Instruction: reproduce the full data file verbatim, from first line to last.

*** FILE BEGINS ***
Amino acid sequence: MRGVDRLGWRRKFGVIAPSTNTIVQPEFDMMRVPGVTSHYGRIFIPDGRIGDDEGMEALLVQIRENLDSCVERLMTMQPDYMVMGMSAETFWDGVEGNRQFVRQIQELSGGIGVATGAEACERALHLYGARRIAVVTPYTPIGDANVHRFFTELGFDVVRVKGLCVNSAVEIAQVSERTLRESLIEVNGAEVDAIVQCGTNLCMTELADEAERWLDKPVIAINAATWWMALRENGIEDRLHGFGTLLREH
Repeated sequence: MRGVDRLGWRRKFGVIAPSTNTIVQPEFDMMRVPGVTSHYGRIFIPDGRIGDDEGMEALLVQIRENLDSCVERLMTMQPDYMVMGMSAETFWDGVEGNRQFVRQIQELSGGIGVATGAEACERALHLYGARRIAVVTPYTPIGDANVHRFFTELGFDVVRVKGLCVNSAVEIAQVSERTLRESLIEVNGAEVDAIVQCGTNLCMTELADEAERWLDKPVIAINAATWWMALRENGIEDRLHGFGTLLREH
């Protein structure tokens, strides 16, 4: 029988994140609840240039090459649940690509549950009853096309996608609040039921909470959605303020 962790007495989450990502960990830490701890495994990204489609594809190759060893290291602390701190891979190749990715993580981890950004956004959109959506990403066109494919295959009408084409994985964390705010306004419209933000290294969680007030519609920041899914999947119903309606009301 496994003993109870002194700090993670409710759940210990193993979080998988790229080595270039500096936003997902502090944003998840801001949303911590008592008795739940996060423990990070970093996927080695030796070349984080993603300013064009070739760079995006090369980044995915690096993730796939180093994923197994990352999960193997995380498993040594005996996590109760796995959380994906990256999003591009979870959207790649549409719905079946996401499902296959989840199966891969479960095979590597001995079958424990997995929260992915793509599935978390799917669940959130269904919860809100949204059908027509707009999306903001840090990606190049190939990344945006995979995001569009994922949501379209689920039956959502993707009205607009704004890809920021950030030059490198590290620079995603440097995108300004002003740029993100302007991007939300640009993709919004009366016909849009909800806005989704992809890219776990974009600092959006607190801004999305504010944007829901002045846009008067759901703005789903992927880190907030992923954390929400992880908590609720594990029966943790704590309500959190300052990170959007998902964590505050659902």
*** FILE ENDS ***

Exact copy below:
Amino acid sequence: MRGVDRLGWRRKFGVIAPSTNTIVQPEFDMMRVPGVTSHYGRIFIPDGRIGDDEGMEALLVQIRENLDSCVERLMTMQPDYMVMGMSAETFWDGVEGNRQFVRQIQELSGGIGVATGAEACERALHLYGARRIAVVTPYTPIGDANVHRFFTELGFDVVRVKGLCVNSAVEIAQVSERTLRESLIEVNGAEVDAIVQCGTNLCMTELADEAERWLDKPVIAINAATWWMALRENGIEDRLHGFGTLLREH
Repeated sequence: MRGVDRLGWRRKFGVIAPSTNTIVQPEFDMMRVPGVTSHYGRIFIPDGRIGDDEGMEALLVQIRENLDSCVERLMTMQPDYMVMGMSAETFWDGVEGNRQFVRQIQELSGGIGVATGAEACERALHLYGARRIAVVTPYTPIGDANVHRFFTELGFDVVRVKGLCVNSAVEIAQVSERTLRESLIEVNGAEVDAIVQCGTNLCMTELADEAERWLDKPVIAINAATWWMALRENGIEDRLHGFGTLLREH
């Protein structure tokens, strides 16, 4: 029988994140609840240039090459649940690509549950009853096309996608609040039921909470959605303020 962790007495989450990502960990830490701890495994990204489609594809190759060893290291602390701190891979190749990715993580981890950004956004959109959506990403066109494919295959009408084409994985964390705010306004419209933000290294969680007030519609920041899914999947119903309606009301 496994003993109870002194700090993670409710759940210990193993979080998988790229080595270039500096936003997902502090944003998840801001949303911590008592008795739940996060423990990070970093996927080695030796070349984080993603300013064009070739760079995006090369980044995915690096993730796939180093994923197994990352999960193997995380498993040594005996996590109760796995959380994906990256999003591009979870959207790649549409719905079946996401499902296959989840199966891969479960095979590597001995079958424990997995929260992915793509599935978390799917669940959130269904919860809100949204059908027509707009999306903001840090990606190049190939990344945006995979995001569009994922949501379209689920039956959502993707009205607009704004890809920021950030030059490198590290620079995603440097995108300004002003740029993100302007991007939300640009993709919004009366016909849009909800806005989704992809890219776990974009600092959006607190801004999305504010944007829901002045846009008067759901703005789903992927880190907030992923954390929400992880908590609720594990029966943790704590309500959190300052990170959007998902964590505050659902």